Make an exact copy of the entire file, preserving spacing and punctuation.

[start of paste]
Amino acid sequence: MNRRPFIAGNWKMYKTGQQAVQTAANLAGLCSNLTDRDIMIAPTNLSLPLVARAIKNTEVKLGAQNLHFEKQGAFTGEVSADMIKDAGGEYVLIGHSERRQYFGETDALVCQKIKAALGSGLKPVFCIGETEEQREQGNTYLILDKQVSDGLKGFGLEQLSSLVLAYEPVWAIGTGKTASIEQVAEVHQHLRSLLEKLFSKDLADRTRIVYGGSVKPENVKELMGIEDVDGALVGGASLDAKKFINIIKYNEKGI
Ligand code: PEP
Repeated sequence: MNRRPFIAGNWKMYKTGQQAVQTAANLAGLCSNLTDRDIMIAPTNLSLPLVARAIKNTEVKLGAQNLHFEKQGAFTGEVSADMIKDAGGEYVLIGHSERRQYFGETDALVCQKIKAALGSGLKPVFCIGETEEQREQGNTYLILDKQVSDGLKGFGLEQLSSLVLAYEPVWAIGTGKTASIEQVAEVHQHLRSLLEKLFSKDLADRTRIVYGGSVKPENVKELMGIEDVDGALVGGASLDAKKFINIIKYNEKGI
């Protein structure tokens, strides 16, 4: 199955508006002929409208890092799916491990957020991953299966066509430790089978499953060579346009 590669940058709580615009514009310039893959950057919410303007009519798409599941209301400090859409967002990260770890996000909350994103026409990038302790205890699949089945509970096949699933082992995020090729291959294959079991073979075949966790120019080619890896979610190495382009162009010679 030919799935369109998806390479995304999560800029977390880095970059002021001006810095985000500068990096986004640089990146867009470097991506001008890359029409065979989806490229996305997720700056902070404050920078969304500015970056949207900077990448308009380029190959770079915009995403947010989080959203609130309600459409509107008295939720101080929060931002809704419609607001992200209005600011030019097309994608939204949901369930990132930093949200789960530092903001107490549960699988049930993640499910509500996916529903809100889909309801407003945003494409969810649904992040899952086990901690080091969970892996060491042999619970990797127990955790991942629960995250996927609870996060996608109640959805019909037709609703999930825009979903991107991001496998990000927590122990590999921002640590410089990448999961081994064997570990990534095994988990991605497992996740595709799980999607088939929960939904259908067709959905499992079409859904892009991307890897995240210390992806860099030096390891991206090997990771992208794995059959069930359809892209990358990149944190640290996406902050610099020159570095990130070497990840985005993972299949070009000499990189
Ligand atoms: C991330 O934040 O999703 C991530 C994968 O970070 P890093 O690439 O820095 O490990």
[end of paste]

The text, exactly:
Amino acid sequence: MNRRPFIAGNWKMYKTGQQAVQTAANLAGLCSNLTDRDIMIAPTNLSLPLVARAIKNTEVKLGAQNLHFEKQGAFTGEVSADMIKDAGGEYVLIGHSERRQYFGETDALVCQKIKAALGSGLKPVFCIGETEEQREQGNTYLILDKQVSDGLKGFGLEQLSSLVLAYEPVWAIGTGKTASIEQVAEVHQHLRSLLEKLFSKDLADRTRIVYGGSVKPENVKELMGIEDVDGALVGGASLDAKKFINIIKYNEKGI
Ligand code: PEP
Repeated sequence: MNRRPFIAGNWKMYKTGQQAVQTAANLAGLCSNLTDRDIMIAPTNLSLPLVARAIKNTEVKLGAQNLHFEKQGAFTGEVSADMIKDAGGEYVLIGHSERRQYFGETDALVCQKIKAALGSGLKPVFCIGETEEQREQGNTYLILDKQVSDGLKGFGLEQLSSLVLAYEPVWAIGTGKTASIEQVAEVHQHLRSLLEKLFSKDLADRTRIVYGGSVKPENVKELMGIEDVDGALVGGASLDAKKFINIIKYNEKGI
């Protein structure tokens, strides 16, 4: 199955508006002929409208890092799916491990957020991953299966066509430790089978499953060579346009 590669940058709580615009514009310039893959950057919410303007009519798409599941209301400090859409967002990260770890996000909350994103026409990038302790205890699949089945509970096949699933082992995020090729291959294959079991073979075949966790120019080619890896979610190495382009162009010679 030919799935369109998806390479995304999560800029977390880095970059002021001006810095985000500068990096986004640089990146867009470097991506001008890359029409065979989806490229996305997720700056902070404050920078969304500015970056949207900077990448308009380029190959770079915009995403947010989080959203609130309600459409509107008295939720101080929060931002809704419609607001992200209005600011030019097309994608939204949901369930990132930093949200789960530092903001107490549960699988049930993640499910509500996916529903809100889909309801407003945003494409969810649904992040899952086990901690080091969970892996060491042999619970990797127990955790991942629960995250996927609870996060996608109640959805019909037709609703999930825009979903991107991001496998990000927590122990590999921002640590410089990448999961081994064997570990990534095994988990991605497992996740595709799980999607088939929960939904259908067709959905499992079409859904892009991307890897995240210390992806860099030096390891991206090997990771992208794995059959069930359809892209990358990149944190640290996406902050610099020159570095990130070497990840985005993972299949070009000499990189
Ligand atoms: C991330 O934040 O999703 C991530 C994968 O970070 P890093 O690439 O820095 O490990």